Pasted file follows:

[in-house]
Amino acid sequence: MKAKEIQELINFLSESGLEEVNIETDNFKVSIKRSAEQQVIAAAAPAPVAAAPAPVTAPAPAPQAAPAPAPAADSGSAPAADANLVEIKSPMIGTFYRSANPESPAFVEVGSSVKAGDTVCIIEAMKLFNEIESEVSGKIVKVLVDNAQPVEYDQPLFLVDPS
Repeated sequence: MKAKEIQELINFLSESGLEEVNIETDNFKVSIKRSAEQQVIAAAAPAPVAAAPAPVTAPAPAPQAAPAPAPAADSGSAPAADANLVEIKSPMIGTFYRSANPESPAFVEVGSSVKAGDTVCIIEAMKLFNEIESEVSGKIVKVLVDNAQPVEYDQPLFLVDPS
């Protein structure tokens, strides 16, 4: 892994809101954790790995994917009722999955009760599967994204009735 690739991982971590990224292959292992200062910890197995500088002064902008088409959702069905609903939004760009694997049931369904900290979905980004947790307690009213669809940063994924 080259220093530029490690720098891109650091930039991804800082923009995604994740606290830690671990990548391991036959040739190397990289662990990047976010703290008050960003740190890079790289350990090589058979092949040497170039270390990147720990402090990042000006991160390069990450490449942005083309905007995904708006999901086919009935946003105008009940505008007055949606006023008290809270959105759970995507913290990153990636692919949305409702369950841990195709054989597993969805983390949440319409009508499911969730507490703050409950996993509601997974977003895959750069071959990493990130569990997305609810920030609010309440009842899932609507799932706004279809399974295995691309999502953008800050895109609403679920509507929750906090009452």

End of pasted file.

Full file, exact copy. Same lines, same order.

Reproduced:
[in-house]
Amino acid sequence: MKAKEIQELINFLSESGLEEVNIETDNFKVSIKRSAEQQVIAAAAPAPVAAAPAPVTAPAPAPQAAPAPAPAADSGSAPAADANLVEIKSPMIGTFYRSANPESPAFVEVGSSVKAGDTVCIIEAMKLFNEIESEVSGKIVKVLVDNAQPVEYDQPLFLVDPS
Repeated sequence: MKAKEIQELINFLSESGLEEVNIETDNFKVSIKRSAEQQVIAAAAPAPVAAAPAPVTAPAPAPQAAPAPAPAADSGSAPAADANLVEIKSPMIGTFYRSANPESPAFVEVGSSVKAGDTVCIIEAMKLFNEIESEVSGKIVKVLVDNAQPVEYDQPLFLVDPS
């Protein structure tokens, strides 16, 4: 892994809101954790790995994917009722999955009760599967994204009735 690739991982971590990224292959292992200062910890197995500088002064902008088409959702069905609903939004760009694997049931369904900290979905980004947790307690009213669809940063994924 080259220093530029490690720098891109650091930039991804800082923009995604994740606290830690671990990548391991036959040739190397990289662990990047976010703290008050960003740190890079790289350990090589058979092949040497170039270390990147720990402090990042000006991160390069990450490449942005083309905007995904708006999901086919009935946003105008009940505008007055949606006023008290809270959105759970995507913290990153990636692919949305409702369950841990195709054989597993969805983390949440319409009508499911969730507490703050409950996993509601997974977003895959750069071959990493990130569990997305609810920030609010309440009842899932609507799932706004279809399974295995691309999502953008800050895109609403679920509507929750906090009452």